Actually a quite simple question.

    Yes......ownership of the car was not Person A. He was not specifically stealing from B, so B's ownership has no bearing on the criminality of the act. The car belongs to someone.....just not Mr. A!

    Now, if this was a civil suit everything would be diffrent....Mr. B could not allege that he was damaged by the theft so therefore A would be found to be innocent in a civil case because B did not own the car.
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  • Posted by Enyway 5 years, 7 months ago
    Whether person B stole the money to buy the car, he did buy it. That makes him the legal owner, provided all the legalities for buying a car have been met. So, person A is guilty and person B, who lucked out, can only be prosecuted for for stealing from his victim. Ideally, both should go to jail because they are both guilty of a crime. Sad that only person A can be prosecuted and should be found guilty.
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  • Posted by chad 5 years, 6 months ago
    Read 'Trial by Jury' by Lysander Spooner. The immoral rules of trail invented by this democratic communist country would not apply in a fair trial. The jury decides what is admissible and what isn't, what is evidence and what isn't and whether or not the law is allowable to discern what is just. This prevents the government from passing laws that are corrupt and then employing their use to take away the rights of people. The ultimate supreme court was the trial by jury. The fact that there are no heirs does not excuse Person B or A. They are both criminals and need to be closely observed.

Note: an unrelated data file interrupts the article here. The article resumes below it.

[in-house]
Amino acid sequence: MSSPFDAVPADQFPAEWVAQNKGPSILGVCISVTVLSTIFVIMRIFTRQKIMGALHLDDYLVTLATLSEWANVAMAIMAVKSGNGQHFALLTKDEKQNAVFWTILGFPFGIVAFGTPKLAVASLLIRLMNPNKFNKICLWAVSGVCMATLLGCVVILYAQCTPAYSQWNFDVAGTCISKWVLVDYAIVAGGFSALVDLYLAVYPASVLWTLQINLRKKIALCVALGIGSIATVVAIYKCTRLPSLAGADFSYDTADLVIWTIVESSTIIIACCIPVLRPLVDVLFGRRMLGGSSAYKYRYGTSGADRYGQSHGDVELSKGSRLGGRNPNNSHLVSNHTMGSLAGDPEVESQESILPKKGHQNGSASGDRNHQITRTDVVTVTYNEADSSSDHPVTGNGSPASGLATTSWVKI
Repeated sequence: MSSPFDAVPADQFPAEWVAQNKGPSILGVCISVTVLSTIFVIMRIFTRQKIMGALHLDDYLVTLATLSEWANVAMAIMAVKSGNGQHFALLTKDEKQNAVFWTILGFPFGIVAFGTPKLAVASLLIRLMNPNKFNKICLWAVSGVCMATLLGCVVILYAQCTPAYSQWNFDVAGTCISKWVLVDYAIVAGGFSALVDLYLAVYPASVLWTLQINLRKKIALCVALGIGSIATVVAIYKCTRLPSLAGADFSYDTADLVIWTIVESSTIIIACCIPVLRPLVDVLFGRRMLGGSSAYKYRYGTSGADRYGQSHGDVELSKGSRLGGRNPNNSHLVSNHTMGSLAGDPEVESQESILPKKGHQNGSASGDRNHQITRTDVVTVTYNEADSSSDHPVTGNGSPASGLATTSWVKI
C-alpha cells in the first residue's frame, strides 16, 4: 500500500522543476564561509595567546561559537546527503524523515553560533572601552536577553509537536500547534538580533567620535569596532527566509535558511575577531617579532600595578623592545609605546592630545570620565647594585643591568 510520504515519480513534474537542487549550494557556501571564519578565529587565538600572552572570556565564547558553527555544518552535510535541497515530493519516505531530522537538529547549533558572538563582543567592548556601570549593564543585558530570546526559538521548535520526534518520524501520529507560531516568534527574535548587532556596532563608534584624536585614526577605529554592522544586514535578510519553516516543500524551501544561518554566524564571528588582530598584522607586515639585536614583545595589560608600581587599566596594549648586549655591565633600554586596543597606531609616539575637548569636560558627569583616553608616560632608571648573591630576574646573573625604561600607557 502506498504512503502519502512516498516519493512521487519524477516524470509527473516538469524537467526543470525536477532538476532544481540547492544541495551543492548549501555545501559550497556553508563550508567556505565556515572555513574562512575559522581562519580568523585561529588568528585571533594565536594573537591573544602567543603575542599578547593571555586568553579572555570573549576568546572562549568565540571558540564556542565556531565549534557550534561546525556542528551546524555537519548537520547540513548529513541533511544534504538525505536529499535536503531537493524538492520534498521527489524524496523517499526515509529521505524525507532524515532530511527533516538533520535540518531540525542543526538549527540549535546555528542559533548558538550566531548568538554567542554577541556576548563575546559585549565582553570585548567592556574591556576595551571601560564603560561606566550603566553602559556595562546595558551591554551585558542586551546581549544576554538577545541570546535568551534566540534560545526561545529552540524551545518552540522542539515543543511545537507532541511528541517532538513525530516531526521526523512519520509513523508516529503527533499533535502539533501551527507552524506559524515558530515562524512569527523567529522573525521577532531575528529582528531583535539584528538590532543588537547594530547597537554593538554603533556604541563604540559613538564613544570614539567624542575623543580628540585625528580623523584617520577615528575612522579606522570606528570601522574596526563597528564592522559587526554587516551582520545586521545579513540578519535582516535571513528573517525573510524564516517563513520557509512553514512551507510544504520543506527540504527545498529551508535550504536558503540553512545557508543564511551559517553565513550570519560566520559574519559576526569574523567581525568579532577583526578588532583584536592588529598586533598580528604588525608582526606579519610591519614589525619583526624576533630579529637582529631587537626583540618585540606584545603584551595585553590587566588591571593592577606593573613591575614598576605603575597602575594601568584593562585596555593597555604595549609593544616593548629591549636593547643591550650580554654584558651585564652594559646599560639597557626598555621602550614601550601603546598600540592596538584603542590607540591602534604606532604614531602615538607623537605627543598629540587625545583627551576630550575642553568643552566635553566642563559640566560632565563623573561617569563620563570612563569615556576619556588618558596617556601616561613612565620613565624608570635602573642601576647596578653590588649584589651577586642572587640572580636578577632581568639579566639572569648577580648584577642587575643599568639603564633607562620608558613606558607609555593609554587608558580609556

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  • Posted by LibertyBelle 5 years, 6 months ago
    Person A is guilty of taking the law into his own
    hands, which would be a separate charge. (See
    Ayn Rand's "The Nature of Government" in The
    Virtue of Selfishness
    .)
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  • Posted by CircuitGuy 5 years, 6 months ago
    One nit in this scenario. The judge is supposed to decide on questions of law, like whether it matters that the stolen car had been purchased with stolen money. The jury is supposed to decide questions of fact, like there really evidence to prove Person A stole and wasn't somehow framed.
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    • Posted by $ 5 years, 6 months ago
      I don't think the distinction is that clear cut. The jury can (or at least should be able to) decide whether a person's actions constitute a crime. And the whole concept of jury nullification depends upon a jury being able to have a say in questions of law.
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  • Posted by CircuitGuy 5 years, 7 months ago
    The car really did belong to Person B even though he bought it with stolen money. Person B is guilty of theft of money, but the car is his. Person A stole it from him.
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    • Posted by $ 5 years, 7 months ago
      So if Person B's victim were still alive, he would have no moral or legal claim on anything Person B purchased with the money he stole from that victim?
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      • Posted by CircuitGuy 5 years, 7 months ago
        Let's call Person B's victim Person C.